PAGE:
Advisor

Scott A. Wells

Date of Award

Winter 1-26-2014

Document Type

Thesis

Degree Name

Master of Science (M.S.) in Civil & Environmental Engineering

Department

Civil and Environmental Engineering

Physical Description

1 online resource (xxxiii, 295 pages)

Subjects

Hydrodynamics -- Mathematical models -- Case studies, Water quality -- Mathematical models, Water temperature -- Mathematical models

DOI

10.15760/etd.1618

Abstract

CE-QUAL-W2 is a 2-D hydrodynamic and water quality model that has been applied to reservoirs, lakes, river systems, and estuaries throughout the world. However, when this model is applied for shallow systems, this model requires a long calculation time to maintain numerical stability, compared to applications of reservoirs or deeper river systems.

To solve this problem, a new hydrodynamic and temperature model was built based on the framework of CE-QUAL-W2 but that allows for steady-state hydrodynamic computations. By calculating the hydrodynamics at steady-state, the time step for stability is relaxed and simulations can proceed at much higher time steps. The rest of the model framework is still used for water quality state variables, in this case, temperature. The algorithm used for computing the water surface elevation is Manning's equation.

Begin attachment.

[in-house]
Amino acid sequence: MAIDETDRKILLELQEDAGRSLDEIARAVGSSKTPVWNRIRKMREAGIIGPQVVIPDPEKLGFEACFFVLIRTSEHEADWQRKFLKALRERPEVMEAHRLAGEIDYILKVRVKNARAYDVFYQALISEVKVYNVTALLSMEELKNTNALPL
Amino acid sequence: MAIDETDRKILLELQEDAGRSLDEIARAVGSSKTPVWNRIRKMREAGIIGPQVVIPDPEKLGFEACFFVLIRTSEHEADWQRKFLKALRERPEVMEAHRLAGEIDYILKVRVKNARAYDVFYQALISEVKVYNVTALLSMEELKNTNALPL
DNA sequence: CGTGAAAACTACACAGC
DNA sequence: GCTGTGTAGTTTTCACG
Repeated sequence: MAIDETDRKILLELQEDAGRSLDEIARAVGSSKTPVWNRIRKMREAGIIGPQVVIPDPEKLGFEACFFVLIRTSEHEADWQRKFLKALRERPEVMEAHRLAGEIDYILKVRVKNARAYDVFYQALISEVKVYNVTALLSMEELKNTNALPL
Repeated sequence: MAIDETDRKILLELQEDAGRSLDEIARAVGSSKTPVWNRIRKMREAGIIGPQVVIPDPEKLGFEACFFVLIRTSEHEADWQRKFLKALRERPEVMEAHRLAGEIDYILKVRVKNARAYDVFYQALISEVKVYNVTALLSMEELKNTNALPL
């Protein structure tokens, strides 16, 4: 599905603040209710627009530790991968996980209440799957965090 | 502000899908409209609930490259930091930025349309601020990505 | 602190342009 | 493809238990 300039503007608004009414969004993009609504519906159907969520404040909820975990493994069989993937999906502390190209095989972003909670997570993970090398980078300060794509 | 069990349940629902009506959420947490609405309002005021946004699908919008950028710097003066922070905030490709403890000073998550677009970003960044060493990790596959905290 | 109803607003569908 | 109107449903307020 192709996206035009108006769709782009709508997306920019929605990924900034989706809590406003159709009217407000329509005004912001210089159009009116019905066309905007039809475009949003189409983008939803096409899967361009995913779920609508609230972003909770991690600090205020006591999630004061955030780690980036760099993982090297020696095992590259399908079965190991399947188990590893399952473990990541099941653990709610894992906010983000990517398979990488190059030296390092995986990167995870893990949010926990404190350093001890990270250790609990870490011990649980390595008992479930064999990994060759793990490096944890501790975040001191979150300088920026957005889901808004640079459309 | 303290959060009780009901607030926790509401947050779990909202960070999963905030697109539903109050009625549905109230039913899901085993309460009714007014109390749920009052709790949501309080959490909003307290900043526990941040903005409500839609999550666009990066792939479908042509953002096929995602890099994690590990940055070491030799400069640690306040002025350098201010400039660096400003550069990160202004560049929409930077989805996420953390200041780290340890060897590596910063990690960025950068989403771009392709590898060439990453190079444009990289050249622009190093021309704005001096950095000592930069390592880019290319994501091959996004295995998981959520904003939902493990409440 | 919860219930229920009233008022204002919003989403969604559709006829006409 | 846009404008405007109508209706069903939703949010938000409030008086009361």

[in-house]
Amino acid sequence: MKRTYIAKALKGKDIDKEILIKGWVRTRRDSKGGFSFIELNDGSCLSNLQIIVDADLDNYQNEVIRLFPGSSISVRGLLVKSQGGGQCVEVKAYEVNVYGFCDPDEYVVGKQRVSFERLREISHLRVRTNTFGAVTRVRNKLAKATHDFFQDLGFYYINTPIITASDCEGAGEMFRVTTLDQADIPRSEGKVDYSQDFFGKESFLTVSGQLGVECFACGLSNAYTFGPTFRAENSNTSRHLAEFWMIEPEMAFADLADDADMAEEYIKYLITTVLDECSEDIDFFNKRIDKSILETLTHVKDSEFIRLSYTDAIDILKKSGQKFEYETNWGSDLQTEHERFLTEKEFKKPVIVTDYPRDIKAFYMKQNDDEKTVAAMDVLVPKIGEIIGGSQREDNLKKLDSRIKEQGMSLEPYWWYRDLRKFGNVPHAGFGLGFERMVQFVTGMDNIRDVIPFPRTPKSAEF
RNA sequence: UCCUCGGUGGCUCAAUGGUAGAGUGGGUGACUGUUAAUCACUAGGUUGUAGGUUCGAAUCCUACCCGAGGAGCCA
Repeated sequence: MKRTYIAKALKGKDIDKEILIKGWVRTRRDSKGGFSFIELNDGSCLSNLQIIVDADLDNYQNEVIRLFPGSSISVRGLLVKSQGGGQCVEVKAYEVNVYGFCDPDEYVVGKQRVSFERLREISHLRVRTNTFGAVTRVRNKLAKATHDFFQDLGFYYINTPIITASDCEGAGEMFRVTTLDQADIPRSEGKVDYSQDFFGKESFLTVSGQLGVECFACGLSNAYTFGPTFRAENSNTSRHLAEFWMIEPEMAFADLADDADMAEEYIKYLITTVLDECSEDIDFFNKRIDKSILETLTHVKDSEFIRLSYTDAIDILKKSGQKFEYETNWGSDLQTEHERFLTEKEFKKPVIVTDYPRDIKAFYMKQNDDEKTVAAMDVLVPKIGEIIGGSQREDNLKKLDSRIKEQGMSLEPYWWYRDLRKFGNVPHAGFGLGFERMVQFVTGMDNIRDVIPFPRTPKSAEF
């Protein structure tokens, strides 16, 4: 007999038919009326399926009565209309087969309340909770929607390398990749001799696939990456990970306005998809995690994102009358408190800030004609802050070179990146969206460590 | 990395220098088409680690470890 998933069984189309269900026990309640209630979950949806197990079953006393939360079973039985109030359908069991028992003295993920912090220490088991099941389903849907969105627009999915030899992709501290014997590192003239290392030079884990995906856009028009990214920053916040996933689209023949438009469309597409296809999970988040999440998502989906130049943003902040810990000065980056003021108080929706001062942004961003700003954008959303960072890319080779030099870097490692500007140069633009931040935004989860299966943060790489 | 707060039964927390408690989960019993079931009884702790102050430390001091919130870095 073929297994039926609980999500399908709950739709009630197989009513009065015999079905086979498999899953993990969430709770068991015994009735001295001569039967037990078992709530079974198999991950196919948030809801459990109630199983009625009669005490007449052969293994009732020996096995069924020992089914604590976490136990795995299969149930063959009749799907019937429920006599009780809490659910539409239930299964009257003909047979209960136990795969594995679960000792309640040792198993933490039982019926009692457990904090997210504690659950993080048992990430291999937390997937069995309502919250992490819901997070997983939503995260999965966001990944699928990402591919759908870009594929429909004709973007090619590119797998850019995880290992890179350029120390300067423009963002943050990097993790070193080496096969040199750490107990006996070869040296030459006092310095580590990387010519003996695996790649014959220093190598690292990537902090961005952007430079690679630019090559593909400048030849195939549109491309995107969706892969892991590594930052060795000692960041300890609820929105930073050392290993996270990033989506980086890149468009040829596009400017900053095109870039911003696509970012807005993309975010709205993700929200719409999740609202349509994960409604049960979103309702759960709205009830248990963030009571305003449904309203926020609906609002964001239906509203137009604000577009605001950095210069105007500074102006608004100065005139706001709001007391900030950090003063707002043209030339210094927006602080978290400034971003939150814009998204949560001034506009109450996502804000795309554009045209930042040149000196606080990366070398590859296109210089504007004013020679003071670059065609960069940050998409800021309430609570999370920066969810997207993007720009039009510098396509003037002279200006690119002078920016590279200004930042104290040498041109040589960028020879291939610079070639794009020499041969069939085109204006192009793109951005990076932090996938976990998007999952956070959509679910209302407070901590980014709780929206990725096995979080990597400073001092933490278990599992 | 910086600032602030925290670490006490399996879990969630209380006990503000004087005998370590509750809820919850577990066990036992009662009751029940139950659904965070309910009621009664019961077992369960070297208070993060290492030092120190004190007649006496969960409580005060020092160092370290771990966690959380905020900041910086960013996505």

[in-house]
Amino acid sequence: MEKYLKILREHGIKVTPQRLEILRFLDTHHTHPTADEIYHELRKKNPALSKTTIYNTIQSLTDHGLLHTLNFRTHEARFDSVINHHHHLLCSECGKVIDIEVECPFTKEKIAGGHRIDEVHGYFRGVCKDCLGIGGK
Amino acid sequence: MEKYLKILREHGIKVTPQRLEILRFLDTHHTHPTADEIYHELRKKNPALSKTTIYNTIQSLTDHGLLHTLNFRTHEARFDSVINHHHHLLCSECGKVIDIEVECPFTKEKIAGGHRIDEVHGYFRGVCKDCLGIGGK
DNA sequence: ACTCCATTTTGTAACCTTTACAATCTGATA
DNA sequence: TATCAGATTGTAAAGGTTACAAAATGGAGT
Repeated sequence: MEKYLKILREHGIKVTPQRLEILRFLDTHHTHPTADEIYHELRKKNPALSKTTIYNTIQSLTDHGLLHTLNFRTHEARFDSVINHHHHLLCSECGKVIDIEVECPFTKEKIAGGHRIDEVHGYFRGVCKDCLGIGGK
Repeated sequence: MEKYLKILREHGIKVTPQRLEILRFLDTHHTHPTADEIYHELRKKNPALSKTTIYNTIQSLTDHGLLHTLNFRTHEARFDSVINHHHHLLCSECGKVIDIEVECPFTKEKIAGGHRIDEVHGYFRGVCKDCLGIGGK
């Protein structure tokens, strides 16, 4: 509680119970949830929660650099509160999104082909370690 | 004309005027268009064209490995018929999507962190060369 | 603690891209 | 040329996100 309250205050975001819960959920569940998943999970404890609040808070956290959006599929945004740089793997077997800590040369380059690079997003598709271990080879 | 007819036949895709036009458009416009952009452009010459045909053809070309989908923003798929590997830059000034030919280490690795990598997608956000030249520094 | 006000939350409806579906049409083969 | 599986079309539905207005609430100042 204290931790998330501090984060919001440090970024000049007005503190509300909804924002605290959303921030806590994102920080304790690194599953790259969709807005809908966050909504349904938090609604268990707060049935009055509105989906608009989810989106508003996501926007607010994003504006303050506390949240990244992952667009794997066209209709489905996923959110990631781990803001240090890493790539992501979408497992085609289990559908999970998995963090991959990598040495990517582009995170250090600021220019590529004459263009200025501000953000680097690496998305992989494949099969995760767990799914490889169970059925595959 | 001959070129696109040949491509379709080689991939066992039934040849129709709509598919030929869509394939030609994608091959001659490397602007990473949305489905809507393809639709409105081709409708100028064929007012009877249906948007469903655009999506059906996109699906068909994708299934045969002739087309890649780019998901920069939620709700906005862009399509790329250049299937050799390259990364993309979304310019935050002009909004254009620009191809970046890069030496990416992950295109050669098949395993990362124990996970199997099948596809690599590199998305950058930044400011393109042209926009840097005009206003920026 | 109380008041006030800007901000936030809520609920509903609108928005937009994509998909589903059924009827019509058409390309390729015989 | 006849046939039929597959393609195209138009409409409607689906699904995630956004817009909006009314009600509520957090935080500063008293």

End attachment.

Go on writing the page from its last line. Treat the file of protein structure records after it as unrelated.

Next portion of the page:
This thesis study is one part of the Willamette Water 2100 project (Santelmann et al., 2012), which examines hydrological, ecological, and human factors affecting water scarcity in the Willamette River Basin. This study included three stages: (1) Convert six existing CE-QUAL-W2 V3.1 models into a newer version: CE-QUAL-W2 V3.7. (2) Develop the steady-state model code in FORTRAN. (3) Test the steady-state model on three river systems in the Willamette River Basin at Year 2001 and 2002.

The result proved that the steady-state model could reduce the computing time by 90% for river applications, while predicting dynamic river temperature with high accuracy at a two-minute time scale. This new model will be employed to simulate the future of the Willamette River System at a decadal or centennial timescales, addressing river temperature concerns and fish habitat issues.

Persistent Identifier

http://archives.pdx.edu/ds/psu/15335

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